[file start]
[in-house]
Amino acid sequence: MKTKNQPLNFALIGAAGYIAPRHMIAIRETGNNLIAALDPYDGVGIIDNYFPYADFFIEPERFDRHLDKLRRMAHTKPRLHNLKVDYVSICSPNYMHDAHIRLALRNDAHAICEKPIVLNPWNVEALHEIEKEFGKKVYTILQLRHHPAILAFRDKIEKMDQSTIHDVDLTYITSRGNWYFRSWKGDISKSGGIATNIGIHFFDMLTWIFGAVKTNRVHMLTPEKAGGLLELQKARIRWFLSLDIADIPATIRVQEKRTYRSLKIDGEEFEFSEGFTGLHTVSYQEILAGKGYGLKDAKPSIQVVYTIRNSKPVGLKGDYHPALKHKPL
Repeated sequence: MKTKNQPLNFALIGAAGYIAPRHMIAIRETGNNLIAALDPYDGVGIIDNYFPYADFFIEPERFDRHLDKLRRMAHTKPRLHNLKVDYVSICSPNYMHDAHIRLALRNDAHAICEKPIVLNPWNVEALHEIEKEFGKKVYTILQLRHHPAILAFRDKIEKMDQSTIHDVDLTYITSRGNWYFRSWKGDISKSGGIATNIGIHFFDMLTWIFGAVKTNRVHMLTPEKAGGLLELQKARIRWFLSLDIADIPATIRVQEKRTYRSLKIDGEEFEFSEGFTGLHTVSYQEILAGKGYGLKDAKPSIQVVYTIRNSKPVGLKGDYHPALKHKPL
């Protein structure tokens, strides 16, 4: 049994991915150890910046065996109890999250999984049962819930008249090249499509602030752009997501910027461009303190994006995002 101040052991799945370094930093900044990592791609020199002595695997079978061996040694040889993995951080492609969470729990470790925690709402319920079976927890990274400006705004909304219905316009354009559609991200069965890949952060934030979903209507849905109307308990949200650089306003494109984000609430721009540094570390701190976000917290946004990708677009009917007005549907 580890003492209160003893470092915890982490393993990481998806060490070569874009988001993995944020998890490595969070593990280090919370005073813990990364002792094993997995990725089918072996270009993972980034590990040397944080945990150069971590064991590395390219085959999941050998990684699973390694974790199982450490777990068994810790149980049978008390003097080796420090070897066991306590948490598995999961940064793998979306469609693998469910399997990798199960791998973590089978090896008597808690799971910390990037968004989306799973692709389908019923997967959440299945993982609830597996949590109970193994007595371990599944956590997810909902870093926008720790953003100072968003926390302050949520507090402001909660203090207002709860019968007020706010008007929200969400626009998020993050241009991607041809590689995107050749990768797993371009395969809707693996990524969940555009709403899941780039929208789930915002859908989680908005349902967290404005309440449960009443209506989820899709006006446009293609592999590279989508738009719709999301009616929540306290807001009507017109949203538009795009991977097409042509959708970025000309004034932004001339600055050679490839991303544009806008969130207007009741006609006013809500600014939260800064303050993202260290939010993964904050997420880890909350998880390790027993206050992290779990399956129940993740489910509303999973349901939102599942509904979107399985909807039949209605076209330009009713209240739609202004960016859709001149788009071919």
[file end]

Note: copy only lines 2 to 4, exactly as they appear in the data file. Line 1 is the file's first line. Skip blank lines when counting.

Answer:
Amino acid sequence: MKTKNQPLNFALIGAAGYIAPRHMIAIRETGNNLIAALDPYDGVGIIDNYFPYADFFIEPERFDRHLDKLRRMAHTKPRLHNLKVDYVSICSPNYMHDAHIRLALRNDAHAICEKPIVLNPWNVEALHEIEKEFGKKVYTILQLRHHPAILAFRDKIEKMDQSTIHDVDLTYITSRGNWYFRSWKGDISKSGGIATNIGIHFFDMLTWIFGAVKTNRVHMLTPEKAGGLLELQKARIRWFLSLDIADIPATIRVQEKRTYRSLKIDGEEFEFSEGFTGLHTVSYQEILAGKGYGLKDAKPSIQVVYTIRNSKPVGLKGDYHPALKHKPL
Repeated sequence: MKTKNQPLNFALIGAAGYIAPRHMIAIRETGNNLIAALDPYDGVGIIDNYFPYADFFIEPERFDRHLDKLRRMAHTKPRLHNLKVDYVSICSPNYMHDAHIRLALRNDAHAICEKPIVLNPWNVEALHEIEKEFGKKVYTILQLRHHPAILAFRDKIEKMDQSTIHDVDLTYITSRGNWYFRSWKGDISKSGGIATNIGIHFFDMLTWIFGAVKTNRVHMLTPEKAGGLLELQKARIRWFLSLDIADIPATIRVQEKRTYRSLKIDGEEFEFSEGFTGLHTVSYQEILAGKGYGLKDAKPSIQVVYTIRNSKPVGLKGDYHPALKHKPL
């Protein structure tokens, strides 16, 4: 049994991915150890910046065996109890999250999984049962819930008249090249499509602030752009997501910027461009303190994006995002 101040052991799945370094930093900044990592791609020199002595695997079978061996040694040889993995951080492609969470729990470790925690709402319920079976927890990274400006705004909304219905316009354009559609991200069965890949952060934030979903209507849905109307308990949200650089306003494109984000609430721009540094570390701190976000917290946004990708677009009917007005549907 580890003492209160003893470092915890982490393993990481998806060490070569874009988001993995944020998890490595969070593990280090919370005073813990990364002792094993997995990725089918072996270009993972980034590990040397944080945990150069971590064991590395390219085959999941050998990684699973390694974790199982450490777990068994810790149980049978008390003097080796420090070897066991306590948490598995999961940064793998979306469609693998469910399997990798199960791998973590089978090896008597808690799971910390990037968004989306799973692709389908019923997967959440299945993982609830597996949590109970193994007595371990599944956590997810909902870093926008720790953003100072968003926390302050949520507090402001909660203090207002709860019968007020706010008007929200969400626009998020993050241009991607041809590689995107050749990768797993371009395969809707693996990524969940555009709403899941780039929208789930915002859908989680908005349902967290404005309440449960009443209506989820899709006006446009293609592999590279989508738009719709999301009616929540306290807001009507017109949203538009795009991977097409042509959708970025000309004034932004001339600055050679490839991303544009806008969130207007009741006609006013809500600014939260800064303050993202260290939010993964904050997420880890909350998880390790027993206050992290779990399956129940993740489910509303999973349901939102599942509904979107399985909807039949209605076209330009009713209240739609202004960016859709001149788009071919």